For my home kits, I also use the Plano boxes. I keep all of them in a fishing tackle organizer that has side pockets. I have other sets that have large wheels and the pockets are a great place to store them so all of my pieces are together. Since the NXT bricks are also too large to fit in the Plano boxes, I use the side pockets to store them as well.

Brian Davis said...

The only problem I have with the education kit storage boxes is if they spill... you're done. They don't fit tight enough to keep all the small parts (like pins or bushings) in their storage cell if the whole box gets inverted (or worse, falls off a table). I use the Plano 3750's as well, with some of the smaller Plano's for axles, and the older shallower ZAG containers (the folks who made them before Stanley took over the prodcut line) for the really small or rare parts: pins, bushings, gears, axle connectors, etc.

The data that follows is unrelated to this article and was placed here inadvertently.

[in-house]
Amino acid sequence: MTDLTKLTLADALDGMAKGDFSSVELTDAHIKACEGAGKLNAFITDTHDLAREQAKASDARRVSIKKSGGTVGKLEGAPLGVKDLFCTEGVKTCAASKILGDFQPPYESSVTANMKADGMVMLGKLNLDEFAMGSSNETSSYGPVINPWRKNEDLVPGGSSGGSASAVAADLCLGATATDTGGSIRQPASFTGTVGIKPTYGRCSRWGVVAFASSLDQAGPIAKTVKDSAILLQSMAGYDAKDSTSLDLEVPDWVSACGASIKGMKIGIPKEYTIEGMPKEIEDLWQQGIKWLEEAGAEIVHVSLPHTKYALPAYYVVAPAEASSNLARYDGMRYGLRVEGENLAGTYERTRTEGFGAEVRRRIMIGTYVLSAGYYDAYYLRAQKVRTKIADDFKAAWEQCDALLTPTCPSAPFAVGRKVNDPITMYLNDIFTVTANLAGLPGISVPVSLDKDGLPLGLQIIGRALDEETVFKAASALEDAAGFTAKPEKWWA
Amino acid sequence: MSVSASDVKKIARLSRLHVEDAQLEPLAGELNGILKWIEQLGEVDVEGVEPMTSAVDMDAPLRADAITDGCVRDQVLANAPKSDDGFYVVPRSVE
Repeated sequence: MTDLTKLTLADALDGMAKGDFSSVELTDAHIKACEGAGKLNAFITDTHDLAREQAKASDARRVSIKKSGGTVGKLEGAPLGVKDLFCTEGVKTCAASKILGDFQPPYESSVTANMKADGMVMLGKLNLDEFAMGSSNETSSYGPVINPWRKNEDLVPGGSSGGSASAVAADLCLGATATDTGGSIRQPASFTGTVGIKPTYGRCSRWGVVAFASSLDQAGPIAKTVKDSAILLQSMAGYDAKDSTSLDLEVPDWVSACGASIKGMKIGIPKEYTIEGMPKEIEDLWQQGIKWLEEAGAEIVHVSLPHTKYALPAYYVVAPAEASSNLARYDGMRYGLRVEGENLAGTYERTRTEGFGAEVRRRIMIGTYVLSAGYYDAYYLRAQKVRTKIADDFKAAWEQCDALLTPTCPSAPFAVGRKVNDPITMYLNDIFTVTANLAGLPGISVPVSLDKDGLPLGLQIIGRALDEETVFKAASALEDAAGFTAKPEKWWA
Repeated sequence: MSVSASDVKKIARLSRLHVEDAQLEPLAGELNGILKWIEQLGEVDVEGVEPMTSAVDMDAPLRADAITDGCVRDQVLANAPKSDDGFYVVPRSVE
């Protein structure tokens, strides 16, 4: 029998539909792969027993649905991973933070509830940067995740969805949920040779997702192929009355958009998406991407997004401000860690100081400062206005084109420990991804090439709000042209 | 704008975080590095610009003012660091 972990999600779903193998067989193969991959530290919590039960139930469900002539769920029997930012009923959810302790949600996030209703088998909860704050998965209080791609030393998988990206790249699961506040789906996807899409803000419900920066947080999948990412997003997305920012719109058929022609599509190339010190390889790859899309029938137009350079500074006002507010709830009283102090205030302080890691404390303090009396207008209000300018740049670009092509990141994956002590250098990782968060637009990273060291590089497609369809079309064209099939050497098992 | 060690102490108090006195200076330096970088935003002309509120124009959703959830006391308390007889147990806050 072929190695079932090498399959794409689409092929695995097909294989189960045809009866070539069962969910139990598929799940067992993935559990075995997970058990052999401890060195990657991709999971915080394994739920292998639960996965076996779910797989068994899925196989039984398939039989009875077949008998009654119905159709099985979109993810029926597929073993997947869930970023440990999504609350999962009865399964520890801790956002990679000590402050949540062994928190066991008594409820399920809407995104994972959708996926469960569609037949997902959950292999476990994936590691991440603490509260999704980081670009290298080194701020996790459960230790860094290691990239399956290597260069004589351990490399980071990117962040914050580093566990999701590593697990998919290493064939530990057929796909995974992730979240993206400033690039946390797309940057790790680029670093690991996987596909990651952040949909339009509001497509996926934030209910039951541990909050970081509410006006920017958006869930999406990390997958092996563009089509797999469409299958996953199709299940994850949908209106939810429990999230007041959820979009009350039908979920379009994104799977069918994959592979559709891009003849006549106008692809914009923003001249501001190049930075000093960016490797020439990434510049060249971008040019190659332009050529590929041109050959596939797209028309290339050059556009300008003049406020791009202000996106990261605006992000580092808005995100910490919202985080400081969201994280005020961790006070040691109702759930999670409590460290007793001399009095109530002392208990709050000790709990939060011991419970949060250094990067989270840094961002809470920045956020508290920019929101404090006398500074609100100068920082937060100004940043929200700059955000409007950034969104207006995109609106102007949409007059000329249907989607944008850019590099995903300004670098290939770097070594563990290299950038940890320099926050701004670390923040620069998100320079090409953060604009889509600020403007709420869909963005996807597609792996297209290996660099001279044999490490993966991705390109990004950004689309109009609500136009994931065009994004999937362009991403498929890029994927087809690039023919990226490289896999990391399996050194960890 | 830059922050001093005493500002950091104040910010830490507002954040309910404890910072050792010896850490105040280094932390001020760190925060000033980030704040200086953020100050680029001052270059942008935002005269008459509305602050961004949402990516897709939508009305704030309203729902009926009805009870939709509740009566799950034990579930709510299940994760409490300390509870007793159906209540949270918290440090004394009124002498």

--
Brian Davis

peter hoh said...

I've been thinking of punching holes in a sheet of foam (0.5 inch, or 1 cm thick) to make a holder for individual pins and short axles. Will post a photo when I get around to making it.

Erik said...

I find that the best thing for sorting my Legos are those small clear tackle boxes, they work very well as they can fit any size piece. They are Plano and come in many sizes. Every single piece I have is sorted, such as different length axles, beams, different kinds of pins, everything only goes with things that are EXACTLY the same. It works very well.

222Doc said...

i had one plano box full of my connecters and pins spill wonce :o thousands of the small parts went everywhere on wood floors they seem to bounce 20ft pluss always lock them plano boxs!

mike r. said...